Note sure if this qualifies for you, but in functional languages like Standard ML everything is immutable by default. Mutation is supported through a generic
reference type. So an
int variable is immutable, and a
ref int variable is a mutable container for
ints. Basically, variables are real variables in the mathematical sense (an unknown but fixed value) and
refs are "variables" in the imperative programming sense - a memory cell that can be written to and read from. (I like to call them assignables.)
I think the problem with
const is two-fold. First, C++ lacks garbage collection, which is necessary to have non-trivial persistent data structures.
const must be deep to make any sense, yet having fully immutable values in C++ is impractical.
Second, in C++ you need to opt into
const rather than opt out of it. But when you forget to
const something and later fix it, you'll end up in the "const poisoning" situation mentioned in @RobY's answer where the
const change will cascade throughout the code. If
const was the default, you wouldn't find yourself applying
const retroactively. Additionally, having to add
const everywhere adds a lot of noise to the code.
I suspect the mainstream languages that followed (e.g. Java) were heavily shaped by C and C++'s success and way of thinking. Case in point, even with garbage collection most languages' collection APIs assume mutable data structures. The fact that everything is mutable and immutability is seen as a corner case speaks volumes about the imperative mindset behind popular languages.
EDIT: After reflecting on greenoldman's comment I realized that
const isn't directly about the immutability of data;
const encodes into the type of the method whether it has side effects on the instance.
It's possible to use mutation to achieve referentially transparent behavior. Suppose you have a function that when called successively returns different values - for example, a function that reads a single character from
stdin. We could use cache/memoize the results of this function to produce a referentially transparent stream of values. The stream would be a linked list whose nodes will call the function the first time you try to retrieve their value, but then cache the result. So if
Hello, world!, the first time you try to retrieve the value of the first node, it'll read one
char and return
H. Afterwards it'll continue to return
H without further calls to read a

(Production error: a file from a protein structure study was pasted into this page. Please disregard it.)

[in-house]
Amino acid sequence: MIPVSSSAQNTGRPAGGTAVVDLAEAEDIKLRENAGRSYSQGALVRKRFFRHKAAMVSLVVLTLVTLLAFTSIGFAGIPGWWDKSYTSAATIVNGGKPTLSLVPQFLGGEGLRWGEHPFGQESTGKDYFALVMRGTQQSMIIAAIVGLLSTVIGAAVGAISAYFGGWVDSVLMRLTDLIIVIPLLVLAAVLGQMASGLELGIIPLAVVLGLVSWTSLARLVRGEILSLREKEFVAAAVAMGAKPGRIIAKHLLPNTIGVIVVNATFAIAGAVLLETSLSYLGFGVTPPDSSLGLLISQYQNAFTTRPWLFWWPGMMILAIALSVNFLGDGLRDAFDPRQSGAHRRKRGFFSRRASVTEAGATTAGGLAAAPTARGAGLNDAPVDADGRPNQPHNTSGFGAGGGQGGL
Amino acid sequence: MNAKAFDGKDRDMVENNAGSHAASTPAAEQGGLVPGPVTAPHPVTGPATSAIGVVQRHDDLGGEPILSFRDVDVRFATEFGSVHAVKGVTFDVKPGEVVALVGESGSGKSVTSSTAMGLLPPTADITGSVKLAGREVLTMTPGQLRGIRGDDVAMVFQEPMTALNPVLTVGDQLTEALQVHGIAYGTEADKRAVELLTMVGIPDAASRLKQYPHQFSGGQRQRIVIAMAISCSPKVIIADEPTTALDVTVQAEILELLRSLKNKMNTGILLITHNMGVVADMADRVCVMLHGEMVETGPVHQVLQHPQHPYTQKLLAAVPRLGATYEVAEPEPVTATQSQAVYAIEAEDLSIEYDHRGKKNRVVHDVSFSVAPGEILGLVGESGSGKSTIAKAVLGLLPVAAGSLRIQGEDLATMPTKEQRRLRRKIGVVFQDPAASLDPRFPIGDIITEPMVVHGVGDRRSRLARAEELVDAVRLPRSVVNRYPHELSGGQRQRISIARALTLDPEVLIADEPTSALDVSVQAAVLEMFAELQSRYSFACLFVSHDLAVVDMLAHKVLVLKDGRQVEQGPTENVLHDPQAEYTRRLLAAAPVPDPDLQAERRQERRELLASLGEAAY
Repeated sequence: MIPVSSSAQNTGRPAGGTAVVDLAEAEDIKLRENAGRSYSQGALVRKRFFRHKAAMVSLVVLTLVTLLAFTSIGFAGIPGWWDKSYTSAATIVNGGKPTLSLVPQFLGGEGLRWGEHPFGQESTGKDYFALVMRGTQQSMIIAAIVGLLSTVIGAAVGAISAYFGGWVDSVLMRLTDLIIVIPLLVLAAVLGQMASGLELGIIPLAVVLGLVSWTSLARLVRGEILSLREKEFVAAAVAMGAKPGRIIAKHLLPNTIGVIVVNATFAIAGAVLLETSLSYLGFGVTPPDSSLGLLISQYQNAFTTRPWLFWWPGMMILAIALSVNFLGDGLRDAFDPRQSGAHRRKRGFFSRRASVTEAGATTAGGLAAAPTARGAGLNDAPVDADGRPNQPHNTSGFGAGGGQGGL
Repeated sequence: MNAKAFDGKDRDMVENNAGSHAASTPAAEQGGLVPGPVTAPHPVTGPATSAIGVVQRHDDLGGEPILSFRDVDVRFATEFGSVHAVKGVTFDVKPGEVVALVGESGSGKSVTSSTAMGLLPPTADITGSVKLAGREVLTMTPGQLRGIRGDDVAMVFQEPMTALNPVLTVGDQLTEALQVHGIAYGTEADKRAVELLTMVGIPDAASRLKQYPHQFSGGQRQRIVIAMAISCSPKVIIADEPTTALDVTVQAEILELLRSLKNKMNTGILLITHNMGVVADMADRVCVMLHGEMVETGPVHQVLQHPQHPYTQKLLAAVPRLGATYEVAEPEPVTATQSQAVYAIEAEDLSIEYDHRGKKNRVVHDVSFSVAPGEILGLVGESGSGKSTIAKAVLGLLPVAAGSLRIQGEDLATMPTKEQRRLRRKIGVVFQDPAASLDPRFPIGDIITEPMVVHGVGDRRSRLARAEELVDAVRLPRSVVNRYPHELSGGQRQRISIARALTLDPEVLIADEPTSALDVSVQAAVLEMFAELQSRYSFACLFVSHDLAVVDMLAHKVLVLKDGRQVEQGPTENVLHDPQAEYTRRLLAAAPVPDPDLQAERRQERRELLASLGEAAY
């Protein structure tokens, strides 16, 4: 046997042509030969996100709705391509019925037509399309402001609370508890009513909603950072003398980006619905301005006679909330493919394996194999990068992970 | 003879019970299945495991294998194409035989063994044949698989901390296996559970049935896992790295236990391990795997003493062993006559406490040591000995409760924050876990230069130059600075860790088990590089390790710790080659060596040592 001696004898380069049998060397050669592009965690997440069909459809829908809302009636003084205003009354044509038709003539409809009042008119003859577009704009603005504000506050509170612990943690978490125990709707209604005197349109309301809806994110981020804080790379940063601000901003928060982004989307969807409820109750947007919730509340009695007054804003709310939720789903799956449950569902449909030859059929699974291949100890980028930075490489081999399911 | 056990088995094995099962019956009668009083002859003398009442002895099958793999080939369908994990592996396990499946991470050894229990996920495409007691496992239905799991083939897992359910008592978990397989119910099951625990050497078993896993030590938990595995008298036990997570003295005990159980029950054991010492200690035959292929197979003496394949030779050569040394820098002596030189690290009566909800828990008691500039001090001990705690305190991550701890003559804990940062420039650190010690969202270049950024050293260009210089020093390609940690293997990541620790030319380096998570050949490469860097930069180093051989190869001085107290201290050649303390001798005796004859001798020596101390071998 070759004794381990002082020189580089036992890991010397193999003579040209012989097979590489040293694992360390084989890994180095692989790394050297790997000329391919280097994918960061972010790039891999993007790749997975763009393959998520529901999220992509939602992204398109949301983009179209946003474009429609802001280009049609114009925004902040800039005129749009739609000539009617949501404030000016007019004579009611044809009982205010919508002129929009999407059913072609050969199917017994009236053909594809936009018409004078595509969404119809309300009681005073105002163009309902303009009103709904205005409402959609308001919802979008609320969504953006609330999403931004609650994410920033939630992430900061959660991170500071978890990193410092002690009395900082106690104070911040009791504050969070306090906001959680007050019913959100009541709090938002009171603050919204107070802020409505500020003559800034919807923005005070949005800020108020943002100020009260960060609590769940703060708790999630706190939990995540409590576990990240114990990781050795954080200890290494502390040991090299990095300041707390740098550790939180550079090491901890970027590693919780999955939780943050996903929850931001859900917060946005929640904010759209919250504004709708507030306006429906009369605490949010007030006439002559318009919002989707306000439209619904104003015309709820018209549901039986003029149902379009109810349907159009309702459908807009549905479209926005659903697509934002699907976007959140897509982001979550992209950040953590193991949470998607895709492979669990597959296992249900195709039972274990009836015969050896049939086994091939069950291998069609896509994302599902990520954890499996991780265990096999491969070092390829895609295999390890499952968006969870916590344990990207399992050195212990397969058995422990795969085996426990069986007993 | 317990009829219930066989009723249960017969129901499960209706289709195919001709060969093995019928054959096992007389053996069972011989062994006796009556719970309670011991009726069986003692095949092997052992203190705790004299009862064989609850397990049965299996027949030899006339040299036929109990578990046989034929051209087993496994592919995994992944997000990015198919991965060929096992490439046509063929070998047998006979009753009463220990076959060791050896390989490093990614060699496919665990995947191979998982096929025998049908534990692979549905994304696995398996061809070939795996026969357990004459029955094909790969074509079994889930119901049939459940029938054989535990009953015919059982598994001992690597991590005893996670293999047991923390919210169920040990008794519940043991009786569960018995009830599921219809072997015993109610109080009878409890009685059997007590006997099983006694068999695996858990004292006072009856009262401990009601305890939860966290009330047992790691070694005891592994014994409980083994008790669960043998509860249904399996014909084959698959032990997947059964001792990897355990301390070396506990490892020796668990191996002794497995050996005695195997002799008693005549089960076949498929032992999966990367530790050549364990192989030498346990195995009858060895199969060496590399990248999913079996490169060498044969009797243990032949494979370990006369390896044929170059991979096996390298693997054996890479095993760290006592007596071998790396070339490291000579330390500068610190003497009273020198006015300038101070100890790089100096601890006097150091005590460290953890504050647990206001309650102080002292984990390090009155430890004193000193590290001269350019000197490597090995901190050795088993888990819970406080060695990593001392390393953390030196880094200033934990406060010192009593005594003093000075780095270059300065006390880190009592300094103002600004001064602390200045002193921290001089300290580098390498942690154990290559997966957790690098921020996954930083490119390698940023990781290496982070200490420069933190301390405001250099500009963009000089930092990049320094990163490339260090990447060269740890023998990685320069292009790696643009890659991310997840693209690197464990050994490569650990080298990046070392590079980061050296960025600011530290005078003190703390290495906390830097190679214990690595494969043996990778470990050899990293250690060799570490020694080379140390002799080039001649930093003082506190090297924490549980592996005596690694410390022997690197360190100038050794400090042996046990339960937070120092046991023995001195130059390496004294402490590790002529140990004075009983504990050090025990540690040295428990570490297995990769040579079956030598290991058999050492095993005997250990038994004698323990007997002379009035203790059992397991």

char. Likewise, the second node would read a
stdin the first time you try to retrieve its value, this time returning
e and caching that result.
The interesting thing here is that you've turned a process that's inherently stateful into an object that's seemingly stateless. However, it was necessary to mutate the object's internal state (by caching the results) to achieve this - the mutation was a benign effect. It's impossible to make our
const even though the stream behaves like an immutable value. Now imagine there's a
Stream interface with
const methods, and all your functions expect
const Streams. Your
CharStream can't implement the interface!
(EDIT 2: Apparently there's a C++ keyword called
mutable that would allow us to cheat and make
const. However, this loophole destroys
const's guarantees - now you really can't be sure something won't mutate through its
const methods. I suppose it's not that bad since you must explicitly request the loophole, but you're still completely reliant on the honor system.)
Secondly, suppose you have high-order functions - that is, you can pass functions as arguments to other functions.
constness is part of a function's signature, so you wouldn't be able to pass non-
const functions as arguments to functions that expect
const functions. Blindly enforcing
const here would lead to a loss of generality.
Finally, manipulating a
const object doesn't guarantee that it's not mutating some external (static or global) state behind your back, so
const's guarantees aren't as strong as they initially appear.
It's not clear to me that encoding the presence or absence of side effects into the type system is universally a good thing.